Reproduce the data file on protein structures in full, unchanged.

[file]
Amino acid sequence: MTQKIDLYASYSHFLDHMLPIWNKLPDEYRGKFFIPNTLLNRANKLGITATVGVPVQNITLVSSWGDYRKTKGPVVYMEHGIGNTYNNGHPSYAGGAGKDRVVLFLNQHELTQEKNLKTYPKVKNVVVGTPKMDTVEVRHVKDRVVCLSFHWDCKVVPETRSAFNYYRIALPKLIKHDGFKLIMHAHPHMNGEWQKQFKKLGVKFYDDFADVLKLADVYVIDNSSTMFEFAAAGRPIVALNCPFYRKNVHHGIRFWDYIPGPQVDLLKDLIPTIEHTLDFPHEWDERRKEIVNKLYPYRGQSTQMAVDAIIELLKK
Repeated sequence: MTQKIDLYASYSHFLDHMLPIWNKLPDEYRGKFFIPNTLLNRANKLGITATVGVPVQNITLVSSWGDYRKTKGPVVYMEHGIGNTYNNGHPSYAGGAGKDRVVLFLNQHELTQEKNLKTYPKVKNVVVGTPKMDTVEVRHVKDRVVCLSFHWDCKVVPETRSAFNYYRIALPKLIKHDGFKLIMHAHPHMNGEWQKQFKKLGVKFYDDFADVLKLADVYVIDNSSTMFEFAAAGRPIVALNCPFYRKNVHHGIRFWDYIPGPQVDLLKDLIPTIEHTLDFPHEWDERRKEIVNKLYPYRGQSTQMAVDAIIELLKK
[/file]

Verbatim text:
Amino acid sequence: MTQKIDLYASYSHFLDHMLPIWNKLPDEYRGKFFIPNTLLNRANKLGITATVGVPVQNITLVSSWGDYRKTKGPVVYMEHGIGNTYNNGHPSYAGGAGKDRVVLFLNQHELTQEKNLKTYPKVKNVVVGTPKMDTVEVRHVKDRVVCLSFHWDCKVVPETRSAFNYYRIALPKLIKHDGFKLIMHAHPHMNGEWQKQFKKLGVKFYDDFADVLKLADVYVIDNSSTMFEFAAAGRPIVALNCPFYRKNVHHGIRFWDYIPGPQVDLLKDLIPTIEHTLDFPHEWDERRKEIVNKLYPYRGQSTQMAVDAIIELLKK
Repeated sequence: MTQKIDLYASYSHFLDHMLPIWNKLPDEYRGKFFIPNTLLNRANKLGITATVGVPVQNITLVSSWGDYRKTKGPVVYMEHGIGNTYNNGHPSYAGGAGKDRVVLFLNQHELTQEKNLKTYPKVKNVVVGTPKMDTVEVRHVKDRVVCLSFHWDCKVVPETRSAFNYYRIALPKLIKHDGFKLIMHAHPHMNGEWQKQFKKLGVKFYDDFADVLKLADVYVIDNSSTMFEFAAAGRPIVALNCPFYRKNVHHGIRFWDYIPGPQVDLLKDLIPTIEHTLDFPHEWDERRKEIVNKLYPYRGQSTQMAVDAIIELLKK